Well, I’ve plonked out of the blogging for a little while now, but I hit another mark in my log book, so it’s time for another diet and exercise update. Weight is still going down, although not as fast as I would want it to, in general. The exercise is going pretty great, and I have some exciting stuff coming up in the near future. Overall, I have been pretty happy about how I feel, look and weigh in the last month.

2012 April 30 days weight graph

Looking at the last month or so graph is pretty interesting to me. There is a lot of strange patterns going on here. I don’t know what the heck is going on, that there seems to be a pattern of me gaining weight and then followed by a precipitous drop down to a new low. The trend continued today when I reached my lowest weight, only one pound away from my (modest) goal for the year. Some of the points on the upper end of these sawtooth type patterns are above my weighted average line and pull it up, but most are still below, and the linear estimate still shows a caloric deficit. The year graph still looks good, even though it is more roller-coastery than I would like.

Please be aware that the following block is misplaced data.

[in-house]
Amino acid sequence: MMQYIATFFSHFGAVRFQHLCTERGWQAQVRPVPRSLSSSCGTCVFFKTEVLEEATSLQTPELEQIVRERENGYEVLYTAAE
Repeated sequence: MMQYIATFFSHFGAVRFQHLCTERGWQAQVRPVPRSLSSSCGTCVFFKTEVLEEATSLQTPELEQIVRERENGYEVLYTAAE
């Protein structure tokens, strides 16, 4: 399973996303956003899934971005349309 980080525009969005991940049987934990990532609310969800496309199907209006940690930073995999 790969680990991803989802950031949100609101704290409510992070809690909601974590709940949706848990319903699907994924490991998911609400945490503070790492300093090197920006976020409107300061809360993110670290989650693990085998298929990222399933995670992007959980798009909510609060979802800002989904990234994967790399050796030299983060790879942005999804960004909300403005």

2012 Year to Date weight graph

My running habit has been getting a little more serious, and I’ve been feeling pretty good about it. The training schedule I’ve been on in the last few months has been working pretty good, although I am thinking that it might be less of a training schedule and just more like a running schedule in the last couple weeks. I like the routes that I am on, though. I have been increasing the lengths of my long walks on Sunday for a little bit, and I really extended them this month. I’ve done about 10 miles or a little more on the walks in the last three weeks. The extended range of these walks feels pretty good, trouncing all around the city and reaching places that I haven’t been able to get at before.